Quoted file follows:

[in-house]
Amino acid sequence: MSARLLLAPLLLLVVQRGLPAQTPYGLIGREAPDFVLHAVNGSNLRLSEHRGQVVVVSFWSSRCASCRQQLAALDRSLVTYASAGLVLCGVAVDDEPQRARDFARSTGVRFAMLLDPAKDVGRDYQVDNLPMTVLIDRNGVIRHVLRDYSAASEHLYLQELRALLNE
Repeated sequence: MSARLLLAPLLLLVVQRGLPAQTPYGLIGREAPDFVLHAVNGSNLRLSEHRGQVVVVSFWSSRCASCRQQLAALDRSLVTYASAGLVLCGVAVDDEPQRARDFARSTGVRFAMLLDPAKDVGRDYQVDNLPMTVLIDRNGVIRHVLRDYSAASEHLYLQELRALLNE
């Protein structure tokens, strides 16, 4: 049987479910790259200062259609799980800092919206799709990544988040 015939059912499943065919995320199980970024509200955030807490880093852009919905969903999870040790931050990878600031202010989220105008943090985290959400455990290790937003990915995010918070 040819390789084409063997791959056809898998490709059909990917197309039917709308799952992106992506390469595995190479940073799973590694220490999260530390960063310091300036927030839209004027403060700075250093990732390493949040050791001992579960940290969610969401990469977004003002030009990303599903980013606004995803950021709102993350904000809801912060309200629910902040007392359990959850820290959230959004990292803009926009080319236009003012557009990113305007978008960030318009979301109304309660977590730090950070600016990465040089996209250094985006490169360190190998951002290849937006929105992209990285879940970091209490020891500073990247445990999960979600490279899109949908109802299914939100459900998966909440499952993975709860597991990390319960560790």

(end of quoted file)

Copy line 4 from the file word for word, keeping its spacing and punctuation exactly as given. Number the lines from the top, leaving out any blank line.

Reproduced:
């Protein structure tokens, strides 16, 4: 049987479910790259200062259609799980800092919206799709990544988040 015939059912499943065919995320199980970024509200955030807490880093852009919905969903999870040790931050990878600031202010989220105008943090985290959400455990290790937003990915995010918070 040819390789084409063997791959056809898998490709059909990917197309039917709308799952992106992506390469595995190479940073799973590694220490999260530390960063310091300036927030839209004027403060700075250093990732390493949040050791001992579960940290969610969401990469977004003002030009990303599903980013606004995803950021709102993350904000809801912060309200629910902040007392359990959850820290959230959004990292803009926009080319236009003012557009990113305007978008960030318009979301109304309660977590730090950070600016990465040089996209250094985006490169360190190998951002290849937006929105992209990285879940970091209490020891500073990247445990999960979600490279899109949908109802299914939100459900998966909440499952993975709860597991990390319960560790």